Explore the world of the visual arts with Artfinder

Artfinder is a new iOS app from Art Discovery Limited, designed as a companion to the Web-based service of the same name. It’s available now as a free download from the App Store, and is currently featured on the App Store front page.

The Artfinder service as a whole has two main purposes: to educate people about art and the value thereof through magazine-style articles, interviews and other features, and to allow people to purchase works of art easily. The overall aim of the service is to enable users to discover their own tastes in visual art, and be able to satisfy those tastes by purchasing works that appeal to them.

The Artfinder app itself is split into two main components, accessible once the user signs in using either Facebook or their email address. The Home page shows what’s new on the service, including new works available for purchase, new articles and features on specific types or art or individual artists. The Magazine section, meanwhile, is split into a number of distinct sections including a daily “Art of the Day” feature, feature stories, “60-second interviews” with artists, art collections, guides to styles and trends, and educational articles.

When browsing through articles and art collections, users may add any works that catch their eye to their wishlist, which is accessible via their profile page. Individual articles or works may also be shared via email, Twitter or Facebook, or a link copied to the clipboard for sharing in other places. In cases where works of art may be purchased, the price is clearly displayed, and purchasing is a simple matter of tapping the “Buy Now” button. Full details of the work are shown to the user prior to purchase, including its country of origin, whether or not it is signed, whether or not it is framed and its dimensions. Some brief biographical information on the artist is also provided, along with information on the partner organization that has made the particular work available for purchase where applicable.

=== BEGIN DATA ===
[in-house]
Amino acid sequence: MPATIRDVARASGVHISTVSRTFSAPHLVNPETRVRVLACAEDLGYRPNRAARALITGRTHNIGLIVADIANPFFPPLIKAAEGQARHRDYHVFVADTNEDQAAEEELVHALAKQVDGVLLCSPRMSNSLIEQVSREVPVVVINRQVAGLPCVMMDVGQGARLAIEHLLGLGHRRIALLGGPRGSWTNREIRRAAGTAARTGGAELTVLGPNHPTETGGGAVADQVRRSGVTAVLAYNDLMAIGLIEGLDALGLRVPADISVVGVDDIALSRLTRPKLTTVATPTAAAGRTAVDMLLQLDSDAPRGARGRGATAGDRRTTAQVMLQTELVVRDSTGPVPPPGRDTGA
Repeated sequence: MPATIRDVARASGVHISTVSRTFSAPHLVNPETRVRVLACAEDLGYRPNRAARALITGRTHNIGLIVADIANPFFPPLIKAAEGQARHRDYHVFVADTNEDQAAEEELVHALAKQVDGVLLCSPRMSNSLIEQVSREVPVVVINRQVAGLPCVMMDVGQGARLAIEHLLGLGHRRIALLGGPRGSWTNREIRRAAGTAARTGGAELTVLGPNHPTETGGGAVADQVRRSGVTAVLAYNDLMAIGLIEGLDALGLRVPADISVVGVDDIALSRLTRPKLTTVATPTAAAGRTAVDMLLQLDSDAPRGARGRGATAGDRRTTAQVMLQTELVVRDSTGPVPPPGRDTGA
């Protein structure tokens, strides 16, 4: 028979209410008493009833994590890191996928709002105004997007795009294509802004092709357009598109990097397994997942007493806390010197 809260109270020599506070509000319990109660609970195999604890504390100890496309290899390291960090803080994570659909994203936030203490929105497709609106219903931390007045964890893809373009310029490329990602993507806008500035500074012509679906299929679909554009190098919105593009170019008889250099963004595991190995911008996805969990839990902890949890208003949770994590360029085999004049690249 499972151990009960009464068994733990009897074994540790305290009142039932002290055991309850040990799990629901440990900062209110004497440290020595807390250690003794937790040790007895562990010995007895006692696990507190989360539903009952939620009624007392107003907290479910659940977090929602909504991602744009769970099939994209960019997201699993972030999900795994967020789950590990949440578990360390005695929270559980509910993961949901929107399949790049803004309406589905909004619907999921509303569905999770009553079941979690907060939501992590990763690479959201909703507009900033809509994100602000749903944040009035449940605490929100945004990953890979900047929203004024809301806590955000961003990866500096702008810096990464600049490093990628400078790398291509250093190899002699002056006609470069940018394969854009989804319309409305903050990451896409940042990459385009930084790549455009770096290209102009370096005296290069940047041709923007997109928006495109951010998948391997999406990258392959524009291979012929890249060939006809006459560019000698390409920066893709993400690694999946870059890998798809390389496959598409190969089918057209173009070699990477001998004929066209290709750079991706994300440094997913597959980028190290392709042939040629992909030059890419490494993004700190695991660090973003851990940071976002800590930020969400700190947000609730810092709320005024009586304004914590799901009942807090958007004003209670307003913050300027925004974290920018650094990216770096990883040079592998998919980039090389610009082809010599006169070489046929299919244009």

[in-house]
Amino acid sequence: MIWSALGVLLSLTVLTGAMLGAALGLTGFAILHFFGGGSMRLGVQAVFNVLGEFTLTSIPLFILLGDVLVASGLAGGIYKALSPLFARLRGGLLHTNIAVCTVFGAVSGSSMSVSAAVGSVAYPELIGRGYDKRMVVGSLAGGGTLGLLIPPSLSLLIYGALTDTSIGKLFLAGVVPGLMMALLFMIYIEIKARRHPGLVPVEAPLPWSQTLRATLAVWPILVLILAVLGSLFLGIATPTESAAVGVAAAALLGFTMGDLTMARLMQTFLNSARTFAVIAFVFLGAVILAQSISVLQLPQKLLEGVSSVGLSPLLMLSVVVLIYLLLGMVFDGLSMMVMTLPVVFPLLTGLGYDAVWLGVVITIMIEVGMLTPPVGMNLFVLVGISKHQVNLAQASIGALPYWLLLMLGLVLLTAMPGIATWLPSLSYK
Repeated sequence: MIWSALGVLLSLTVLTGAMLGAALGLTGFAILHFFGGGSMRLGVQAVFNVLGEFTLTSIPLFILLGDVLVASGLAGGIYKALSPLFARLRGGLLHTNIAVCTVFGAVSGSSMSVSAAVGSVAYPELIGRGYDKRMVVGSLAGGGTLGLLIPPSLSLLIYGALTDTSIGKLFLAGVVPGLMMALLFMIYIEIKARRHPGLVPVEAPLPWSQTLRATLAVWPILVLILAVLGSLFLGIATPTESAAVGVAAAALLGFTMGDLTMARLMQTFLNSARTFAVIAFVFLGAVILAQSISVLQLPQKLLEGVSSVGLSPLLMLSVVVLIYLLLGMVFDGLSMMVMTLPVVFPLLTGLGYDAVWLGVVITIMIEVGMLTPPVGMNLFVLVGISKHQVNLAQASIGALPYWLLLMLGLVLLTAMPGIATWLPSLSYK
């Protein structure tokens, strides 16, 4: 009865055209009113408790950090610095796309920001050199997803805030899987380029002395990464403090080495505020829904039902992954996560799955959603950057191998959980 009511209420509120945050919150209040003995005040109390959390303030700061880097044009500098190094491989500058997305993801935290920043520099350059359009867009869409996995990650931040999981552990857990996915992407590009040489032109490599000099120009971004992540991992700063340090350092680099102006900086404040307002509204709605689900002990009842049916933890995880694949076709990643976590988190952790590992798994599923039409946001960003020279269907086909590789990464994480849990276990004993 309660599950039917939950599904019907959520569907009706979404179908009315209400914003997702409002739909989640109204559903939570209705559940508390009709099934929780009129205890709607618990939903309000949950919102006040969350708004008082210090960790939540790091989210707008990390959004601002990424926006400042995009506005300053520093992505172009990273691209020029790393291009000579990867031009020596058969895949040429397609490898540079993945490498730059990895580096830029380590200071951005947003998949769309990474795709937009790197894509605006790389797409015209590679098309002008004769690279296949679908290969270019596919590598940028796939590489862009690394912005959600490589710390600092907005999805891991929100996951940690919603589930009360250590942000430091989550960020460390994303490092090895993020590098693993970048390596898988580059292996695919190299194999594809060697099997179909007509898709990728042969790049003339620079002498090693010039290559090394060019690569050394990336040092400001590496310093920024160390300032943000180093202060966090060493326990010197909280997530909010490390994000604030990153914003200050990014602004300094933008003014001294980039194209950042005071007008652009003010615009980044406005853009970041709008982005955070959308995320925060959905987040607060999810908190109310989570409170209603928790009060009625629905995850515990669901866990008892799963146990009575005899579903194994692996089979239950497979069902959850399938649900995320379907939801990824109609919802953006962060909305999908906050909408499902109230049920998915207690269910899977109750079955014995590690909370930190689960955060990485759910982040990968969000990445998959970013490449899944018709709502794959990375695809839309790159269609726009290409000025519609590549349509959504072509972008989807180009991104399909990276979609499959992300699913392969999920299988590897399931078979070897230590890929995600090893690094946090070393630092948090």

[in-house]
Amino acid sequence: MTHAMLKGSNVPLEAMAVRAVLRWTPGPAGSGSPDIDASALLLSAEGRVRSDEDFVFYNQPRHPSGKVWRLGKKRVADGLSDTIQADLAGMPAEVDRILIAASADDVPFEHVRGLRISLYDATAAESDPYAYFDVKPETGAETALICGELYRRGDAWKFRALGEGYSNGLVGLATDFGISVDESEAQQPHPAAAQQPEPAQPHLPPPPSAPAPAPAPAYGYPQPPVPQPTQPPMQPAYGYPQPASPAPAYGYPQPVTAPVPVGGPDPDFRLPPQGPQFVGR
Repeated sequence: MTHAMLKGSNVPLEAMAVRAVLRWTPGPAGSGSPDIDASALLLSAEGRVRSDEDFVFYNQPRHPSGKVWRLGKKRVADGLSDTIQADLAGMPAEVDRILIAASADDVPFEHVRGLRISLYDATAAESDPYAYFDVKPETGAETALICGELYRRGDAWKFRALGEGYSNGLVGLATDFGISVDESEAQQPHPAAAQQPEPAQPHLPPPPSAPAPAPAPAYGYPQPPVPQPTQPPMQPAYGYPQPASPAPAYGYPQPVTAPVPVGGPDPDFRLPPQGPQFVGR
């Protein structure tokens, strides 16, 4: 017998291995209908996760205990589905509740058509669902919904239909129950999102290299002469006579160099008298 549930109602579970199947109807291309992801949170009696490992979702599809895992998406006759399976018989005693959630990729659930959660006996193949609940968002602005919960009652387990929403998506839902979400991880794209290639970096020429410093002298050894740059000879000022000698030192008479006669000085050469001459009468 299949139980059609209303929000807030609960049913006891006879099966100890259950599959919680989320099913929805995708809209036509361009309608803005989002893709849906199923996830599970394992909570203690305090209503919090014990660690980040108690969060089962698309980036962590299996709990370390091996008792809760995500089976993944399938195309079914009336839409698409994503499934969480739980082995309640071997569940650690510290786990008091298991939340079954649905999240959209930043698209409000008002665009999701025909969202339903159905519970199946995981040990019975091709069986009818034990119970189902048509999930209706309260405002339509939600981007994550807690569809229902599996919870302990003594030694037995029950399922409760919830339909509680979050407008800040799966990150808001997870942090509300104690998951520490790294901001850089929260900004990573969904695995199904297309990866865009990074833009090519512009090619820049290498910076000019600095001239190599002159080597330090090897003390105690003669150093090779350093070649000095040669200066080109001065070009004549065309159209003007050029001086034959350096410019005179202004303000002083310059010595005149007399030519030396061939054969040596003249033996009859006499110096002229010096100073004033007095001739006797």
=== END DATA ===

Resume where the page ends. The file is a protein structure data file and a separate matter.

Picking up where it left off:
To actually purchase a work, the user must fill in a form including the country they are in, at which point shipping costs are calculated. The user’s full shipping and billing information must then be filled in manually, and payment is handled via Artfinder’s site rather than in-app purchase. Prices are shown in local currency after the user has selected the country they would like to ship to.

Artfinder is a simple but well-designed app that performs its functions well. It would have perhaps been nice to see a search facility to allow users to look for specific information on an art style or artist, but by browsing through the information rather than jumping straight to a specific section, there is the possibility of discovering interesting new things — which is, after all, what the service is supposed to be all about. Social features are relatively limited — there’s no facility to “like” or comment on individual articles within Artfinder itself, but to be honest, this feature isn’t really missed. If users want to discuss art, there’s nothing stopping them sharing the article or work on Twitter or Facebook and discussing it there, though it would be good to see a broader spectrum of supported services — Pinterest would seem like an ideal match, for example. Instead, by omitting unnecessary features, the app gives the user a much more streamlined experience that focuses entirely on professionally-curated content rather than community features. This is ultimately to the service’s benefit, as it places the attention firmly on the opinions of Artfinder’s experts rather than a community whose credentials and reliability cannot necessarily be relied on.

You can follow Artfinder’s progress with AppData, our tracking service for mobile and social apps and developers.